- District of Columbia
- U.S. District Court, Northern District of Illinois (Trial Bar)
- U.S. Court of Appeals for the Armed Forces
The George Washington University Law School (Master of Laws (LL.M.) in Litigation and Dispute Resolution - 2007)
Northwestern University School of Law (Juris Doctor (J.D.), Concentration in Civil Litigation and Dispute Resolution – 2001)
The Johns Hopkins University (Bachelor of Arts (B.A.), Specialization in Comparative International Development – 1998)
Brian Weinthal is a trial lawyer who currently represents a wide variety of companies in commercial and work-related disputes. Although he has extensive experience trying cases as a “first-chair” lawyer before both judges and juries, Brian is a trained advocate who routinely represents clients at a broad range of alternative dispute resolution (“ADR”) proceedings, including both mediations and arbitrations.
Brian’s principal focus is the defense of employment-related lawsuits, including allegations of discrimination, retaliation, and hostile work environment. He has unique expertise overcoming both whistleblower protection and sexual harassment claims, and considerable proficiency attacking and defending non-compete covenants. Brian is adept at drafting handbooks and workplace policies intended to minimize litigation risk, and he maintains a highly active trade secret litigation practice for clients seeking to protect their most valuable corporate information.
Prior to joining Burke, Warren, MacKay & Serritella, Brian was a trial lawyer for an Am Law 100 firm, and before that, a trial lawyer for a highly specialized commercial litigation boutique in downtown Washington, D.C. Earlier in his career, he spent six years on active military duty with the United States Navy’s Judge Advocate General’s Corps (JAG). Eventually rising to the rank of Lieutenant Commander with the JAG Corps, Brian defended clients at more than thirty contested court-martials involving allegations of inchoate, pecuniary, and violent crimes. He also counseled more than 500 service personnel during various stages of internal investigations, boards of inquiry, and inspector general inquests.
Later in his military career, Brian became a prosecutor with the Office of Military Commissions – the litigating unit assigned to prosecute suspected al Qaeda and Taliban members detained by the Department of Defense at Guantanamo Bay, Cuba. As his final duty with the U.S. Navy, Brian served as a prosecutor in the landmark case of United States v. Hicks, the first domestic war-crime tribunal and conviction in nearly 60 years.
Over the years, Brian’s opponents have called him “thoughtful,” “strategic,” “disarming,” and “particularly polished in the courtroom.” A former commanding officer (a three-star admiral) described him as “a dynamic, forward-thinking officer and leader, [who] demonstrates unlimited legal, leadership potential.” In each of his cases, Brian strives to exhibit model professional conduct and an unwavering commitment to personal ethics and core values. Although aggressive when necessary, Brian prefers to save his clients time and money by finding creative or non-traditional solutions to problems other attorneys would handle by posturing or idle threats.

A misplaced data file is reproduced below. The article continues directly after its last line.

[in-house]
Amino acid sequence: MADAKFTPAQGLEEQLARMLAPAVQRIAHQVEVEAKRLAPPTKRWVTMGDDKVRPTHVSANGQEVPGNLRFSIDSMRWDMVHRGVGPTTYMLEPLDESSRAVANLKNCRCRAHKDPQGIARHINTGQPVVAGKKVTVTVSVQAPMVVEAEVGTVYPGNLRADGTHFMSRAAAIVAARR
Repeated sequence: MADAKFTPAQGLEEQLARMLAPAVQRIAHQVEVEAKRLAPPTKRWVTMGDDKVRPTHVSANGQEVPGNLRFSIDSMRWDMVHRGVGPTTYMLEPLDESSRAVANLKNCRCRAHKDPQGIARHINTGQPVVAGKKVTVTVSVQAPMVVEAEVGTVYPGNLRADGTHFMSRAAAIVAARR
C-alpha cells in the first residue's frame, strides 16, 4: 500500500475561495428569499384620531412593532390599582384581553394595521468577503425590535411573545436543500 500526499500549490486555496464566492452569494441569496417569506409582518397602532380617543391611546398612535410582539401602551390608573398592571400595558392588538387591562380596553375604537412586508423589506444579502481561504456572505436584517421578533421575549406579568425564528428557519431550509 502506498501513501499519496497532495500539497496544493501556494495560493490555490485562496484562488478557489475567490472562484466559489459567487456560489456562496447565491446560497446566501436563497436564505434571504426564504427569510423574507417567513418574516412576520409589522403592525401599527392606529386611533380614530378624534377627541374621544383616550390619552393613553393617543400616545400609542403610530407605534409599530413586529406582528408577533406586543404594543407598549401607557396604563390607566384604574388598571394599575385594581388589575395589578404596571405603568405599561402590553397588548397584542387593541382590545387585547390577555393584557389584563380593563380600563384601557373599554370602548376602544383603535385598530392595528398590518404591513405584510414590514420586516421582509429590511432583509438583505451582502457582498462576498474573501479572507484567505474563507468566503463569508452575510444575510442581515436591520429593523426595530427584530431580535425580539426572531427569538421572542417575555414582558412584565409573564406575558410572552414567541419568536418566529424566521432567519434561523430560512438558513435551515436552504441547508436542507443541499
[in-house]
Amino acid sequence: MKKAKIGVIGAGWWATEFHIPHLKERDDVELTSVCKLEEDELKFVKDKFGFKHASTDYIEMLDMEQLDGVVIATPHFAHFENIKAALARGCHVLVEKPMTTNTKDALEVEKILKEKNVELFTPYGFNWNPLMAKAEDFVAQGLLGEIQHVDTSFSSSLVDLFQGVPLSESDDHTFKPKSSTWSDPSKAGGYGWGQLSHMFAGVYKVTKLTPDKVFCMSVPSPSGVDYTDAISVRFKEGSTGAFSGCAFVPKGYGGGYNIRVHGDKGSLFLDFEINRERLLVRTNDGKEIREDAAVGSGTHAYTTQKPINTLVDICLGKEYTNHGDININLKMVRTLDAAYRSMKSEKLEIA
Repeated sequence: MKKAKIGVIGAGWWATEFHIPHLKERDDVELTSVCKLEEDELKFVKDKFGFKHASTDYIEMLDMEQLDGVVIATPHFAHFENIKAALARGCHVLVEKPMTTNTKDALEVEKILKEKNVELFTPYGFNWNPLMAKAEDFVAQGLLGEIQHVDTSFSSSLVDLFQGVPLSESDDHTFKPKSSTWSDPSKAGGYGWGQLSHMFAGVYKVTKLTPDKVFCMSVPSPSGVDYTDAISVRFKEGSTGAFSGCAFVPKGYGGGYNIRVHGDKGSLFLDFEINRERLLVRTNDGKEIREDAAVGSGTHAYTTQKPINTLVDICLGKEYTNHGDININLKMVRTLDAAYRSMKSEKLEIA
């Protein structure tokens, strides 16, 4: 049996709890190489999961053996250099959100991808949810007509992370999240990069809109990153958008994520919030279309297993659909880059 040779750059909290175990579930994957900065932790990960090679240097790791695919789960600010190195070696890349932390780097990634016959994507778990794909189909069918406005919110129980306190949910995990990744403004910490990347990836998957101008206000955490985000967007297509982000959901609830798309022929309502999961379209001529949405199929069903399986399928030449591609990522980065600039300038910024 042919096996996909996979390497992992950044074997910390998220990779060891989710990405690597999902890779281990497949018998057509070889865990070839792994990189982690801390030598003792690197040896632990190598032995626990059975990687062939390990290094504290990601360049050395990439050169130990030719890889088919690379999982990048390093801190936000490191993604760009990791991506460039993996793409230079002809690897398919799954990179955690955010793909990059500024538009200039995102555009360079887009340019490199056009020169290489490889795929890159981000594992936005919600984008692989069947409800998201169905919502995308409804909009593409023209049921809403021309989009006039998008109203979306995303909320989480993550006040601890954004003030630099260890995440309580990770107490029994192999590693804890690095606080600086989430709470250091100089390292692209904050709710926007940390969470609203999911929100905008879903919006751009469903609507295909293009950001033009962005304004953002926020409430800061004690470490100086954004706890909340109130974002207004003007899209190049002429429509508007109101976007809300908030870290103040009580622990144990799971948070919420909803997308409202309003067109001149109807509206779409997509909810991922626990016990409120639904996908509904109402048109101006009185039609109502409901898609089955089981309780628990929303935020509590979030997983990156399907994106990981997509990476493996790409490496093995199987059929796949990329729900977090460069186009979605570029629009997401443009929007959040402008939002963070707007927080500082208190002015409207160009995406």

Brian is a strong proponent of personal relationships and mentoring, and a staunch advocate of greater diversity and equality in the workplace. He holds an advanced law degree (an LL.M.) in “Litigation and Dispute Resolution,” and maintains an “AV Preeminent” peer review rating from Martindale-Hubbell. Brian encourages those in need of prompt, affordable, high-quality legal services to contact him directly at any time.
As a partner with Burke, Warren, MacKay & Serritella, Brian continues to tackle cutting-edge legal issues in the field of employment law. Several of his most successful recent representations include:
- Persuading a former employee to dismiss her pregnancy discrimination claim without any settlement payment by the defendant employer
- Convincing a plaintiff to voluntarily dismiss his workplace defamation claim upon showing that the statement at issue was protected by the First Amendment
- Excluding a well-known industry expert whose testimony would not assist the trier-of-fact under Federal Rule of Evidence 702
- Proving that an employee must refuse to engage in conduct he or she knows to be illegal to assert a claim under the Illinois Whistleblower Act
- Confining an opposing party to its least desired forum as the result of briefing and oral argument before the Judicial Panel on Multidistrict Litigation
- Defeating a motion for preliminary injunction in the context of a fully-contested evidentiary hearing
- Invalidating a non-compete and non-disclosure agreement that a competitor sought to enforce against a defendant business on the basis of civil conspiracy
Honors & Awards
- AV Preeminent Peer Review Rating from Martindale Hubbell
- Emerging Lawyer – Leading Lawyers Network
- Defense Meritorious Service Medal
- Armed Forces Service Medal
- Navy Commendation Medal
- Navy Achievement Medal (x2)
- Naval Legal Service Office Junior Officer of the Year
Trusted Advisors Council (“TAC”) – Leader of the Downtown Chicago Group
- Update to Department of Labor's New Overtime RuleOctober 18, 2019
- August 13, 2019